High Frequency of Non-B Human Immunodeficiency Virus Type 1 (HIV-1) Subtype Specific Mutations at the Protease Gene among Treatment-naive HIV-1 Infected Individuals in Jos, Nigeria
Journal of Advances in Medicine and Medical Research,
Aims: To determine the prevalence of non-B HIV-1 subtype specific mutations in the protease gene among antiretroviral drug-naive individuals in Jos, Nigeria.
Study Design: This was a cross-sectional study in which randomly selected blood samples of HIV-1 positive anti-retroviral drug-naïve individuals were used for genotyping assay.
Place and Duration of Study: The study was conducted at the adult HIV clinic of the AIDS Prevention Initiative in Nigeria (APIN) programme, Jos University Teaching Hospital (JUTH), Jos, Nigeria between October 2010 and April 2011.
Methodology: Of the one hundred and five plasma samples, 100 samples were successfully reverse transcribed and amplified by nested PCR. The amplicons were directly sequenced on an automated ABI genetic analyzer using BigDye Terminator Cycle Sequencing Kit. Subtyping and phylogenetic analyses were performed using the REGA subtyping tool version 2.0 and MEGA 5.0 software. Both the Stanford HIV database algorithm and IAS-USA 2013 drug resistance update were used for interpretation of drug sensitivity.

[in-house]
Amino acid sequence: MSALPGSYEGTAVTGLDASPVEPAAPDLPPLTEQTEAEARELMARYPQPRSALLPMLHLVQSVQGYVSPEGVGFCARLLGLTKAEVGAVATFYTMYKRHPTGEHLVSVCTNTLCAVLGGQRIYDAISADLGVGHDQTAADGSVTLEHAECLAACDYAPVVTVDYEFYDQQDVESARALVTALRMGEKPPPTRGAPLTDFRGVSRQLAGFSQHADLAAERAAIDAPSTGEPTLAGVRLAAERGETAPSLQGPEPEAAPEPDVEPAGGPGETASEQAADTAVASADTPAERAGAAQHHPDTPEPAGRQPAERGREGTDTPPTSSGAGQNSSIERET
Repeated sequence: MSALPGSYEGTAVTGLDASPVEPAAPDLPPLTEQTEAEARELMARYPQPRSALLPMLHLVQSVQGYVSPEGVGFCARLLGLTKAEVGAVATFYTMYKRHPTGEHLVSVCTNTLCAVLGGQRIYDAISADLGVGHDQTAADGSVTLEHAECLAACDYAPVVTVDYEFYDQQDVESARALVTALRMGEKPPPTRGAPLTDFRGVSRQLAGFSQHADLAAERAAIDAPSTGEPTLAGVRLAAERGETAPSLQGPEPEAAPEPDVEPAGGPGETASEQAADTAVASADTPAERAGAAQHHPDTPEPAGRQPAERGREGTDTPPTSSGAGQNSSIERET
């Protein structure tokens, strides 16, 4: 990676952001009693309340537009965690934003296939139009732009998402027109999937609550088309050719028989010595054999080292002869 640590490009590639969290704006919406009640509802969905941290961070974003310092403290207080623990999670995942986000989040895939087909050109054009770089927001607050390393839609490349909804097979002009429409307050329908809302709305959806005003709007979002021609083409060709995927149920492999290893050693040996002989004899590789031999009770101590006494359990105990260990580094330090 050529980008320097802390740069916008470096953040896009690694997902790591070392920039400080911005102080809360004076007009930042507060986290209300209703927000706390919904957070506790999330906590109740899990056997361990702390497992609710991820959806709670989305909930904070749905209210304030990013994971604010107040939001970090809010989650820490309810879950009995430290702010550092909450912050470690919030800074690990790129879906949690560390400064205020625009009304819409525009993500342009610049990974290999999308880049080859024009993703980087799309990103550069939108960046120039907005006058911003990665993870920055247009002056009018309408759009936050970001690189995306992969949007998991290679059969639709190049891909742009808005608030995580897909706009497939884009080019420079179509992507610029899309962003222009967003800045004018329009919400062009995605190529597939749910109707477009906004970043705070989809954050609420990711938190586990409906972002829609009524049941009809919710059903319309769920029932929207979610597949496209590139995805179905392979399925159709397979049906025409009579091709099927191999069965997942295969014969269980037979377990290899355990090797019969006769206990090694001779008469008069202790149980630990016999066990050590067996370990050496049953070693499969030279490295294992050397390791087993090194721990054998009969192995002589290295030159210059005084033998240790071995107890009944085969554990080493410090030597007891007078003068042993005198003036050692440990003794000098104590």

Results: The proportion of the non-B HIV-1 subtypes were as follows: CRF02_AG (48%), G (41%), CRF06_cpx (6%), A (5%). Q58E, a major drug resistance mutation to PI, occurred as a low prevalence mutation in subtype G. The most common mutations observed among the subtypes were I13V, K14R, K20I, M36I, R41K, H69K, V82I and L89M.
Conclusion: A non-uniform distribution of non-B HIV-1 subtypes were observed in Jos, Nigeria, with CRF02_AG and G predominating among the antiretroviral drug-naive individuals. Among the different subtypes in circulation, there was a high prevalence of minor mutations and natural polymorphisms associated with the protease gene. Such mutations define the subtype diversity which may impact on virulence and drug ‘responses’, thus further studies are needed to evaluate the clinical implications of these mutations.
- Non-B HIV-1 subtypes
- protease gene
- protease inhibitor mutations
- treatment-naïve patients
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